A Note for Teachers and School Leaders
How do we learn music?
The human ear is a complex machine. It routinely performs feats beyond the capacity of the most sophisticated computers. This is most apparent when the musician improvises at the piano. The interaction between the ear, the brain, and the hands is almost too complex to comprehend.
Trained or not, the ear is constantly exposed to a vast variety of sounds, thanks to TV, radio, and digital media. Today’s music students are regularly hearing tight harmonies, complex rhythms, and dynamic instrumentations.
This poses a problem for today’s music educator. Can we sustain interest and enthusiasm if we discuss “Tonic, Dominant, Sub-Dominant” as applied to nursery rhymes or 19th century classics? Perhaps not.
Improvisation versus Standard training
Improvising is a term frequently used in discourses on music study today. The message is that the students must be “given wings,” freeing them to chart their own musical directions. When traditional methods of instruction are used, students find themselves enmeshed in a labyrinth of ”Do’s,” Don’t’s,” and “No-No’s” as they plow through the dead sea of standard procedure.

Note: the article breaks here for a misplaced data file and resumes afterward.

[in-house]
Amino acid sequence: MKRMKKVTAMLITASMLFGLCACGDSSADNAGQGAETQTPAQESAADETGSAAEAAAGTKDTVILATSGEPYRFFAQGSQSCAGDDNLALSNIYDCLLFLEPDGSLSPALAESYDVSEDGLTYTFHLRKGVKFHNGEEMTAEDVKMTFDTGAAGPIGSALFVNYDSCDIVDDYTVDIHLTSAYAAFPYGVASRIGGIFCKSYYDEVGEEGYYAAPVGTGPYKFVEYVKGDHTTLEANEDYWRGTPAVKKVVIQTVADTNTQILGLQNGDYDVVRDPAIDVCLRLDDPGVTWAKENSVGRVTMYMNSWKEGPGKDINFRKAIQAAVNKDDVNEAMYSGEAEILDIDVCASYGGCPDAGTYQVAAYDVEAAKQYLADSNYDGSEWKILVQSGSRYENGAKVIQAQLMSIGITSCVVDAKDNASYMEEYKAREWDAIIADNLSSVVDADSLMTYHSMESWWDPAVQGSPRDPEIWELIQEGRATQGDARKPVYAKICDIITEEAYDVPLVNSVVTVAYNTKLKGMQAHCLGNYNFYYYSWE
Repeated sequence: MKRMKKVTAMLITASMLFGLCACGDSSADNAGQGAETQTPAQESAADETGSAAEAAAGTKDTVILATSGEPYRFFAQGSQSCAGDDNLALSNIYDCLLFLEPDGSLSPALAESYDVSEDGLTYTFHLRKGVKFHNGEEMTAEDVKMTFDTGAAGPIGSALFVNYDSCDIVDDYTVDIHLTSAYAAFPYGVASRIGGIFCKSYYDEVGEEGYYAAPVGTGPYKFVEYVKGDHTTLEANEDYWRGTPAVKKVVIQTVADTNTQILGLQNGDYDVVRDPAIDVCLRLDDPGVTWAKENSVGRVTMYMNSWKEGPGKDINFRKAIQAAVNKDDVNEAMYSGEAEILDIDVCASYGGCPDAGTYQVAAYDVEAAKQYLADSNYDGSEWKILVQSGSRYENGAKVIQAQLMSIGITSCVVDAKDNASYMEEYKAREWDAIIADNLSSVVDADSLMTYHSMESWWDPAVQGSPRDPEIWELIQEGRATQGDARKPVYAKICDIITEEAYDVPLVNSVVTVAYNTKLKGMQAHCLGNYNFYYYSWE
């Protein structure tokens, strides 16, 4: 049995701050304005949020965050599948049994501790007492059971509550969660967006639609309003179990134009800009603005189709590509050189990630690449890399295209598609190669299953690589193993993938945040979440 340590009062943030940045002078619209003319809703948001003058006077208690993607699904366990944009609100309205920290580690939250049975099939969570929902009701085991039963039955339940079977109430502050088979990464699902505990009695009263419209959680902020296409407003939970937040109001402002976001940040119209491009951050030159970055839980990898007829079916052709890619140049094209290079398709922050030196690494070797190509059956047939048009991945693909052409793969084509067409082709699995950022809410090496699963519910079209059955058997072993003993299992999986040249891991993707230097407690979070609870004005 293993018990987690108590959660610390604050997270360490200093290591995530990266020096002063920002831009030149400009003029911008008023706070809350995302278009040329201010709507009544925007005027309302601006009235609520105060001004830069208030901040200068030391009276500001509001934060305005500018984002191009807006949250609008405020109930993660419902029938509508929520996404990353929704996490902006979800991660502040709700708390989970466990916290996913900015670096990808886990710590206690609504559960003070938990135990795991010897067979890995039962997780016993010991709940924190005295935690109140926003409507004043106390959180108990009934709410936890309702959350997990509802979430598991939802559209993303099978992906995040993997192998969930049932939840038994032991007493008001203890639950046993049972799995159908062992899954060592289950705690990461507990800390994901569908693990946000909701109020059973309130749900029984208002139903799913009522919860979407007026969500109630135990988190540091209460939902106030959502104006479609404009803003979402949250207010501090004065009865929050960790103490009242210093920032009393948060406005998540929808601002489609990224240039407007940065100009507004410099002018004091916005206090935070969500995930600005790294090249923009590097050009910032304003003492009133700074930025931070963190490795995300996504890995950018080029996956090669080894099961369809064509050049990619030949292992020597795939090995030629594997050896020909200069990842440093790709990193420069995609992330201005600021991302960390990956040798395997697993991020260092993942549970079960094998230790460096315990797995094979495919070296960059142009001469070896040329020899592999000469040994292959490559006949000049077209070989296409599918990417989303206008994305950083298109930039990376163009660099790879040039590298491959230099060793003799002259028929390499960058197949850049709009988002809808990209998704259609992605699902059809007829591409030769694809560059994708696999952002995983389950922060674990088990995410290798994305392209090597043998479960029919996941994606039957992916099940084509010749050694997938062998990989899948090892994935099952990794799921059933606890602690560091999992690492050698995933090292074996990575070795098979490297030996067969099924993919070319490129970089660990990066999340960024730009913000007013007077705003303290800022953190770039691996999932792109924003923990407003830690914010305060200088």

Improvisation is now as vital as any other aspect of musical study. When, where, and how does such training begin? What are the ground rules?
Training should begin with the student’s first introduction to the keyboard. To insure success, we must radically overhaul the sequential presentation of harmony and theory. The highest priority must be given to maintaining student enthusiasm and early sense of accomplishment. This is the objective of the Rhodes method.
What makes the Rhodes method different from other ways of teaching piano?
In this method, performance is simplified, melody is single line. Chords are building blocks in support of melody. We will study the interplay of the individual voices in these chords as they progress. The student will learn first songs as though s/he were with the composer and together, they were building the melody and chord structures.
The Results are Exciting
The student is encouraged to experiment. As each new tool is added, it is on the basis that it pleases the ear. This is more exciting and rewarding than the traditional approach, whereby the student is taught to become a machine which, in competition with the player-piano, transforms the notes and hieroglyphics on sheet music into a reproduction of a composer’s intent.